King Henry VIII and Martin Luther were excommunicated.
Supposing they begged God for forgiveness with a contrite heart just before they died, would they be condemned to Hell for being excommunicated? Should they have seen the Pope for it to be lifted before death?
I would think if they had made a good confession and received absolution from a validly ordained priest in good standing they would have been forgiven. I’m sure that wouldn’t be the end of the process in their cases though.
I would think if they had made a good confession and received absolution from a validly ordained priest in good standing they would have been forgiven. I’m sure that wouldn’t have been the end of the process in their cases though.
Excommunication is a legal punitive action of last resort by the Church, not an act of condemnation by God resulting in certain loss of salvation.
Although only God knows, and we cannot be absolutely certain, Henry and Martin could quite possibly be in heaven, or enroute following a purification in Purgatory.
The same could be said for those we consider righteous. Someone we think is truly a saint, maybe harboring things in their heart that only God knows, and they may not necessarily receive the offer of promised salvation.
Excommunication is not damnation. It’s a very severe, and very public warning to a particular individual that he has divided himself from the Church and is most likely on the path to Hell for certain sins. It doesn’t mean that the Church is barring that person from Heaven, only that the Church is warning the person She excommunicates.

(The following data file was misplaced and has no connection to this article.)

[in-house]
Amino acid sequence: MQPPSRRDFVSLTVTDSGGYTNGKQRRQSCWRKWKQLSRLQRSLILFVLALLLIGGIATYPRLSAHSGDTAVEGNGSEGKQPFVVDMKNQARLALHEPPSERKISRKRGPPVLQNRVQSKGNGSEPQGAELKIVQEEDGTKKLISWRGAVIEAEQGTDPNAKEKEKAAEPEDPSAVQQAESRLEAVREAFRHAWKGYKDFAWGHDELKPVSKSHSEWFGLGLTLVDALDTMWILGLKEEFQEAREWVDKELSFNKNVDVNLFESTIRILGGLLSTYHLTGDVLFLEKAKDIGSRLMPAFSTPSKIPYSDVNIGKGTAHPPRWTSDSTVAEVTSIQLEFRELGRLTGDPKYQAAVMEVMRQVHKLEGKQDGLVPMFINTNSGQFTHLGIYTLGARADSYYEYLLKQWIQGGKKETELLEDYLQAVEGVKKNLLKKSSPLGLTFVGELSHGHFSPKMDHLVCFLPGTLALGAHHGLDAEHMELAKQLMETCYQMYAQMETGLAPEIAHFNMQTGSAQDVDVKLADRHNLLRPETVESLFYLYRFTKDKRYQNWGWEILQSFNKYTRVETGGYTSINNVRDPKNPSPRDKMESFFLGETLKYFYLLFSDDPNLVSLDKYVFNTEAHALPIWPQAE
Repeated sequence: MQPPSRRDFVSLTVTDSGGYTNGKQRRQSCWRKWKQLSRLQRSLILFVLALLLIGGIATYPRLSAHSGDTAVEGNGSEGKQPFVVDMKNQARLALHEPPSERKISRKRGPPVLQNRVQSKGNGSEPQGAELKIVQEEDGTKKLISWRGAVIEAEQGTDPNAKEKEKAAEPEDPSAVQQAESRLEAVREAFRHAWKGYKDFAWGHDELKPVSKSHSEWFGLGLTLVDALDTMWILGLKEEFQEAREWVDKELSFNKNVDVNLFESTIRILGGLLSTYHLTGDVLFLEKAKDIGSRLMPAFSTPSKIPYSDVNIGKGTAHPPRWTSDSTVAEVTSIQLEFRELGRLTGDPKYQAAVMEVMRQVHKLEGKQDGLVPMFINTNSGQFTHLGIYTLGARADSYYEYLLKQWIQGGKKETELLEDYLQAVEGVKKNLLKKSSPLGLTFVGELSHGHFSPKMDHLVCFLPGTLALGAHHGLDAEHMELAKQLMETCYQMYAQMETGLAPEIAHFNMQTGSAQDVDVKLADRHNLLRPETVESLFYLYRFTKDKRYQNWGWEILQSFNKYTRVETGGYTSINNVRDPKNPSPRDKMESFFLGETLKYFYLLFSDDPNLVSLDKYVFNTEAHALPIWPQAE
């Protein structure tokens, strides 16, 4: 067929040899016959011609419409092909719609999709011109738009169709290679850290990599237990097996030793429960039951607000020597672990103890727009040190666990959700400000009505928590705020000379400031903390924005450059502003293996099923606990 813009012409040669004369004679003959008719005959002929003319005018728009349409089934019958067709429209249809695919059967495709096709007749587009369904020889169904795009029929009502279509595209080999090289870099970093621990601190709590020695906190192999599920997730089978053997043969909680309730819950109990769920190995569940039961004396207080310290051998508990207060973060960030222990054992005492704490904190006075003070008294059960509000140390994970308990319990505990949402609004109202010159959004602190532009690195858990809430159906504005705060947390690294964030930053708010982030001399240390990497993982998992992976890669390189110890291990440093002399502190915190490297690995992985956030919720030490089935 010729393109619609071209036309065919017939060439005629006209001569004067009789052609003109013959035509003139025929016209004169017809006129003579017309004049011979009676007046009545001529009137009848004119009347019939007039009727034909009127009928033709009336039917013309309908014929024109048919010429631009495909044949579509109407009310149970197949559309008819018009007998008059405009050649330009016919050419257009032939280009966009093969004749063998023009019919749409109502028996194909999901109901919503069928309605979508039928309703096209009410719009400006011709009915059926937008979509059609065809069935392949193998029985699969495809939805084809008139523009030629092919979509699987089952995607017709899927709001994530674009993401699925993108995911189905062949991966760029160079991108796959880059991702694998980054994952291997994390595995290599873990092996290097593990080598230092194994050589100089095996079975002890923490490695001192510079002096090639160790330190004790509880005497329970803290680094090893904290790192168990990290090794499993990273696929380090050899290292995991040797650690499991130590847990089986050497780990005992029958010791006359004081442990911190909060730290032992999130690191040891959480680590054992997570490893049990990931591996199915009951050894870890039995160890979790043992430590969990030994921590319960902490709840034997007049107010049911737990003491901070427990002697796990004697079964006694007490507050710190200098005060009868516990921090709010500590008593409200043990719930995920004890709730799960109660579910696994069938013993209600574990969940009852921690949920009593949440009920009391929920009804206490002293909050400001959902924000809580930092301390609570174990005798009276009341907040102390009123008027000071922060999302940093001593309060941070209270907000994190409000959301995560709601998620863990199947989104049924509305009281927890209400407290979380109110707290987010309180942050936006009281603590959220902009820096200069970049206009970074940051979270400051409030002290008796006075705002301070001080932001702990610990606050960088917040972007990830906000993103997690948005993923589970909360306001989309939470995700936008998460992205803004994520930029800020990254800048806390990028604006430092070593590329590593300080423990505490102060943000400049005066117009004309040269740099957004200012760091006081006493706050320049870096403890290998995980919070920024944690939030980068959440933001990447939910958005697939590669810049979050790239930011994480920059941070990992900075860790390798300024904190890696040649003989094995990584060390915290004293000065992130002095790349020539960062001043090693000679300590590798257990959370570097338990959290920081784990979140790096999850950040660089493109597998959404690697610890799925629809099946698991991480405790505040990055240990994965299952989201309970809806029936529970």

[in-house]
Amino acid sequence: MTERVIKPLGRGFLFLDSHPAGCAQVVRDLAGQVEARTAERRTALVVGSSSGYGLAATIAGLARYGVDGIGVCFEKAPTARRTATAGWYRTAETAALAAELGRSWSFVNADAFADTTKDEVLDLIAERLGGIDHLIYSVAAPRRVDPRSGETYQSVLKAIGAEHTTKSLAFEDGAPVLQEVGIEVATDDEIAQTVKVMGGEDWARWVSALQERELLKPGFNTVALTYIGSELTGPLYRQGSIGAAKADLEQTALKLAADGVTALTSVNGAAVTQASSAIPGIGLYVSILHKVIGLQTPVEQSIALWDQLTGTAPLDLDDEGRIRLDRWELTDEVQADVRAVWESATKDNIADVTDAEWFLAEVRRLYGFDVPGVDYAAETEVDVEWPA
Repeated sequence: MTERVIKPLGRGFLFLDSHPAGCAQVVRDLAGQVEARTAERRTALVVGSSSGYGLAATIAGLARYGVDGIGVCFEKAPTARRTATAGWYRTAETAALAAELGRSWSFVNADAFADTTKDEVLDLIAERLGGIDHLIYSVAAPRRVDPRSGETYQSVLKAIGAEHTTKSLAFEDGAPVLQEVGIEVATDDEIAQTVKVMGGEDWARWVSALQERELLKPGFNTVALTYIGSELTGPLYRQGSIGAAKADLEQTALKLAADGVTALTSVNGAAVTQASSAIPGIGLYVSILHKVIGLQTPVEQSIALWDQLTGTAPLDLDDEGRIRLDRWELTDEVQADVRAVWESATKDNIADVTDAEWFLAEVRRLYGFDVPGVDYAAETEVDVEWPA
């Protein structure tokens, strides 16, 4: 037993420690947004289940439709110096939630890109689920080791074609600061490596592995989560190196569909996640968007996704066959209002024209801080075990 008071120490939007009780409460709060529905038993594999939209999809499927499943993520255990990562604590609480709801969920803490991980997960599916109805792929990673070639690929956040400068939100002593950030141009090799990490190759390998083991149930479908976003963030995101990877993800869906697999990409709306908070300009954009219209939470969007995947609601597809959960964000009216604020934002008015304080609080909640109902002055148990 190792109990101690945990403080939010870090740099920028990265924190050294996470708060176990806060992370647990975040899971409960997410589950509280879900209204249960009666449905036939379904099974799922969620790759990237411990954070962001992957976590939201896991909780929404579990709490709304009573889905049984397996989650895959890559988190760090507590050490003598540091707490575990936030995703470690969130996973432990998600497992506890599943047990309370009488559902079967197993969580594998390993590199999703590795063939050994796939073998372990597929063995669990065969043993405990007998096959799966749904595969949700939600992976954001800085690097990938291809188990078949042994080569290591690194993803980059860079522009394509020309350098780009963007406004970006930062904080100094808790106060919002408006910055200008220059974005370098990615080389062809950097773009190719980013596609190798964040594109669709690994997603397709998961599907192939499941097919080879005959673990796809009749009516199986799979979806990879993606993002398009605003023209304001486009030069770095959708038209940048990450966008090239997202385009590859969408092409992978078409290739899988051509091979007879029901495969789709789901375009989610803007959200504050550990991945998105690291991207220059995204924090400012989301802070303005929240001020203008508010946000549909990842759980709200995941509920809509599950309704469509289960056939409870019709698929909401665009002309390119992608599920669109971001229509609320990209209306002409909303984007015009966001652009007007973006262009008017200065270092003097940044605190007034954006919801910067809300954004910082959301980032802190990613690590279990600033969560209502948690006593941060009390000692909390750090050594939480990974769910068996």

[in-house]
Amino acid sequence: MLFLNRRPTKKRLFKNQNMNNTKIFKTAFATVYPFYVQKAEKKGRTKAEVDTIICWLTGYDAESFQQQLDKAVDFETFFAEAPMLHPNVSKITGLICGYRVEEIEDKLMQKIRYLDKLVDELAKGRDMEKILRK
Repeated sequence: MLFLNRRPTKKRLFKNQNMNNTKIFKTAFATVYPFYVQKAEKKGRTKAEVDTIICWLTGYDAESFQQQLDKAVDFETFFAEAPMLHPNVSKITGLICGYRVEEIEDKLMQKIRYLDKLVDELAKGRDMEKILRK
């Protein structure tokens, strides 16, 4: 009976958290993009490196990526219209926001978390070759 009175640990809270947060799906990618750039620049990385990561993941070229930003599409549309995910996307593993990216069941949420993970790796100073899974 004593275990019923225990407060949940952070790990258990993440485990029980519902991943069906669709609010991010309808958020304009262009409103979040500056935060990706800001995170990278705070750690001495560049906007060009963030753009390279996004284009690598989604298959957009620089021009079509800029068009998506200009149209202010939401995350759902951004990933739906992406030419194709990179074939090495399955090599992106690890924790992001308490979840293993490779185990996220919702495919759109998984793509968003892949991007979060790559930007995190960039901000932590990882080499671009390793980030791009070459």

As such, yes, excommunicated person can certainly repent at the moment of death, and be saved from Hell, but I daresay there’s a lot of Purgatory time for them for having waited so late and done so much damage before their deaths.
It has been explained that an Excommunication is a legal option of the Church. It is not a condemnation to hell.
Joan of Arc was excommunicated. She is now a saint. Of course her excomunication was not “lifted” but rather declared null.
Excommunication does not survive death. It dies with the person. A fact demonstrated when BXVI lifted some excommunications of a group of people but not on the ones who had died. Because the excommunication ends at death.
One might say that after death it is in a different jurisdiction…